That's from Texas's articles of secession. Read it again. Let the words sear themselves indelibly into your soul: "mutually beneficial to both bond and free." They genuinely believed that they were doing the niggers a favor by enslaving them. They genuinely believed (and could cite scripture to prove it) that they were doing God's will.
It sounds shocking today, but it was the majority view in the Confederacy. And if you think 1860 is ancient history, George Wallace was calling for "segregation now, segregation tomorrow, segregation forever" in 1963, and continued running on an openly racist platform for fifteen more years before he finally repented in 1979 (by which time it was far too late to salvage his reputation as the quintessential racist of the 20th century).
The view that blacks are so inherently inferior to whites that they can legitimately be held as property did not magically go away after the Civil War. Most of the people who believed it before the war still believed it after. And because reconstruction was botched, in the name of state's rights and opposing federal "tyranny", these bigots taught their children, and they taught their children, and so the idea has promulgated through the generations. It has mutated and attenuated; no one openly calls for the restoration of slavery any more. It is no longer fashionable to openly call for segregation (though that doesn't stop everyone). But the idea that blacks (and hispanics and Muslims) are inferior to whites lives on.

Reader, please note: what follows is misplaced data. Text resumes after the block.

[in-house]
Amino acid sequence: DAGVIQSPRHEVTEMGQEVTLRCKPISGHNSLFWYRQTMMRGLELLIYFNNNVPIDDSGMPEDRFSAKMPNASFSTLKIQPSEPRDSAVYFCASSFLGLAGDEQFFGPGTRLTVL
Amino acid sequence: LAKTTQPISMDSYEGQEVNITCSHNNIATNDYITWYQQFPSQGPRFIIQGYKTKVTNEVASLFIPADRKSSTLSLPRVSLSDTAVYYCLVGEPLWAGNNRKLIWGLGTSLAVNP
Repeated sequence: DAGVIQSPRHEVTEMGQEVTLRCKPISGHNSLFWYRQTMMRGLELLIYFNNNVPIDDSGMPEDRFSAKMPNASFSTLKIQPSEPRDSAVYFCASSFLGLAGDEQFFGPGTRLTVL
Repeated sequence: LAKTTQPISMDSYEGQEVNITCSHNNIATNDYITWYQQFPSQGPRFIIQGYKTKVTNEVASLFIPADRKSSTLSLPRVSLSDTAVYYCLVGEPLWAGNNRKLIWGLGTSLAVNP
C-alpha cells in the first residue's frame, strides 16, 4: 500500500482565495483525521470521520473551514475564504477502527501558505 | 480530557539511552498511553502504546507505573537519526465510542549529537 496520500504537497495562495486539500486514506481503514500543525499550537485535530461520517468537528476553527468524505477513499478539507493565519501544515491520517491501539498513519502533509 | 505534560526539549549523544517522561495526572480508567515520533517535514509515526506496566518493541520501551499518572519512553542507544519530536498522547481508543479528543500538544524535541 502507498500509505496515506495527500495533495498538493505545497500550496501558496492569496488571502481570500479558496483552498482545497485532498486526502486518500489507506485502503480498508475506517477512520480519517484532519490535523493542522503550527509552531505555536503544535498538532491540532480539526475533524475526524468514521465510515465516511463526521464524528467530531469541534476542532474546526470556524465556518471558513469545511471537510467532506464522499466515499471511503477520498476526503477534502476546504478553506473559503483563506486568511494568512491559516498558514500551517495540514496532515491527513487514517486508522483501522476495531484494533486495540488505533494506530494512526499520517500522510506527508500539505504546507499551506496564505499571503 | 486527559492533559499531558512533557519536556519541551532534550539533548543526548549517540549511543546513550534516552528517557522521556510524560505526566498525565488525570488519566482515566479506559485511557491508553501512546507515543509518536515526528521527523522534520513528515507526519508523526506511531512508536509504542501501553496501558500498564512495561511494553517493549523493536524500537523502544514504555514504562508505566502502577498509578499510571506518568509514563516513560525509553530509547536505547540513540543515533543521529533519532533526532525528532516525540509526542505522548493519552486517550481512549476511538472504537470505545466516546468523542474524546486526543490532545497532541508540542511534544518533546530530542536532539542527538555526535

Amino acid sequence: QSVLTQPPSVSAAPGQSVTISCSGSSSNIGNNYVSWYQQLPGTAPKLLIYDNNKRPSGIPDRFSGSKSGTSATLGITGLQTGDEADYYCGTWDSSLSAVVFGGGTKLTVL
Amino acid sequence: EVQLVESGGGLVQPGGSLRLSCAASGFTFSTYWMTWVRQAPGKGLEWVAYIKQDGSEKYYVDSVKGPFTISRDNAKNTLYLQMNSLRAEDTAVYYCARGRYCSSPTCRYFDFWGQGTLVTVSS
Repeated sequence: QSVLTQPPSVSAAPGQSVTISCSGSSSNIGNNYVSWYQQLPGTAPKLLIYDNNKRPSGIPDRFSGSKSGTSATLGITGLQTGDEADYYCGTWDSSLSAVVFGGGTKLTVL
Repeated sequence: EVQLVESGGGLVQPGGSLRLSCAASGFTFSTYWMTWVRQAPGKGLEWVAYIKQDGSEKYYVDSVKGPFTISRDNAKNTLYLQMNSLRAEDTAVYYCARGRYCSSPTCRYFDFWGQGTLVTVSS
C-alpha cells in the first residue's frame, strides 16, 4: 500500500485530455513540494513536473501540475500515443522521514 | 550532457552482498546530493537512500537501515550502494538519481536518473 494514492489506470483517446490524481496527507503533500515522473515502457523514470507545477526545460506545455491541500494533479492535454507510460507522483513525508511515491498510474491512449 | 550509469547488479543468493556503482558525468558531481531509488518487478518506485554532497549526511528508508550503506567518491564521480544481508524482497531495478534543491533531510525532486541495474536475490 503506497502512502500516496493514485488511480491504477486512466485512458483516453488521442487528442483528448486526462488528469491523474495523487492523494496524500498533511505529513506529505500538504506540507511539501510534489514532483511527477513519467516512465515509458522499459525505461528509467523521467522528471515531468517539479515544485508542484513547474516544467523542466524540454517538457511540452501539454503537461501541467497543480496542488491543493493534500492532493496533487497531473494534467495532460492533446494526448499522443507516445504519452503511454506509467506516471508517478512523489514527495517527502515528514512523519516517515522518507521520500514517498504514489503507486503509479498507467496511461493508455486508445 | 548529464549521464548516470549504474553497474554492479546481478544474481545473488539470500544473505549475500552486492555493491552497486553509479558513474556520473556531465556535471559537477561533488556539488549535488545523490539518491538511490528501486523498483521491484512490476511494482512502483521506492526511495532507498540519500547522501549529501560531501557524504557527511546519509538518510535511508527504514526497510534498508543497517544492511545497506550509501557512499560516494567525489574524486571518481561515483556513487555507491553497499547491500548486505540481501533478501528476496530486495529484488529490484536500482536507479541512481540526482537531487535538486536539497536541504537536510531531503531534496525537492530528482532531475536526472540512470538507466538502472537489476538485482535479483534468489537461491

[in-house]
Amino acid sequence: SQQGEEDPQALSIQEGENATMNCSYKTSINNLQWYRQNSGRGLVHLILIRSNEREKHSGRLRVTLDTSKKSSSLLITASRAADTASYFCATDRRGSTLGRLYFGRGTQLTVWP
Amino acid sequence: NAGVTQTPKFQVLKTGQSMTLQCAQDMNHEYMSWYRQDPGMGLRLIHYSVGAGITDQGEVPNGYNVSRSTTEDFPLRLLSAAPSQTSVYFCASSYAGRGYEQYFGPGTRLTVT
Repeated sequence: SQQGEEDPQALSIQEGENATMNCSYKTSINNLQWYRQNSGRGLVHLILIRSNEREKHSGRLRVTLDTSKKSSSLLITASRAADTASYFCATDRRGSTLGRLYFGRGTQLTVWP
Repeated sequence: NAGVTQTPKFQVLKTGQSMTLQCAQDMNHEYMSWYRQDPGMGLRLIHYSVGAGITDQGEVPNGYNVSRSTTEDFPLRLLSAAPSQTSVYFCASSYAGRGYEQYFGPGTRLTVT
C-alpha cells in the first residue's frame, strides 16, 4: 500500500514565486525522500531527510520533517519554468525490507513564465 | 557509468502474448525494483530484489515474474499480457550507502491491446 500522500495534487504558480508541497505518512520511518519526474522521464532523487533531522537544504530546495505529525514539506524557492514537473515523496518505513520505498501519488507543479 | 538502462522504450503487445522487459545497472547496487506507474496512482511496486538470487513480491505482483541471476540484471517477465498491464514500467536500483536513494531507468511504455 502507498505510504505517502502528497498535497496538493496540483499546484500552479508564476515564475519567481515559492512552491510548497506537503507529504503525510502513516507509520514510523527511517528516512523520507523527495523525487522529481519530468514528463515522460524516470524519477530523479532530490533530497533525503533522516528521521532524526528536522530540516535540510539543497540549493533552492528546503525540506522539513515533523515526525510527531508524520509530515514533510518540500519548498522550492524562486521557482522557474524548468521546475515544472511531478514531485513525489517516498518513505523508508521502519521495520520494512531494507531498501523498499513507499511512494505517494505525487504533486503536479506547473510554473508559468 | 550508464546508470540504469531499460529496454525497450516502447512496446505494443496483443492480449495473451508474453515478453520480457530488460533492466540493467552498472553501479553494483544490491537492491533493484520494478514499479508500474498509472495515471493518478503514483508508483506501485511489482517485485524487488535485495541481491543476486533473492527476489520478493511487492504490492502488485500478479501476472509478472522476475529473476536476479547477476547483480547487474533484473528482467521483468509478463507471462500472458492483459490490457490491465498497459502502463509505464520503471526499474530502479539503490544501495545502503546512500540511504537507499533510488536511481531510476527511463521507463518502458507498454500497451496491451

Donald Trump and Steve Bannon and John Kelly and all of the other Confederate apologists are the intellectual and spiritual heirs of proud defenders of slavery. Whether they realize it or not, whether they consciously advocate it or not, they are advancing a point of view that is irredeemably rooted in the once-popular idea that black people should be the property of white people, and that this is the natural order of things and the will of God.
It is my firm belief that when presented with these facts, people will reject racism, that it cannot survive in the bright light of this truth. Like a vampire, racism depends on cloaking itself in darkness and obfuscation. It depends on denial. It depends on distancing itself from the past (even as it longs for a return to the past) because the truth is that it is born of slavery and inextricably linked to slavery. And thank God almighty I don't have to try to convince people any more than slavery is evil (though 150 years ago I surely would have had to).
To paraphrase MLK (who was paraphrasing Theodore Parker), the arc of history is long but it bends towards justice. Sooner or later the racists will lose, so if you want to be on the right side of history, if you want a seat at the cool kids table, if you want to be able to stand up proudly in front of your grandchildren, you must reject racism and racists. You must shun them. You must shame them. You must call them out when they try to hide behind the "honor of the Confederacy" and "states rights." You must shine the light in the dark places where this evil has festered for the last 150 years. And then, when the racists have been driven from the public square and the halls of power, maybe at long last we can raise a generation that is finally free of this scourge.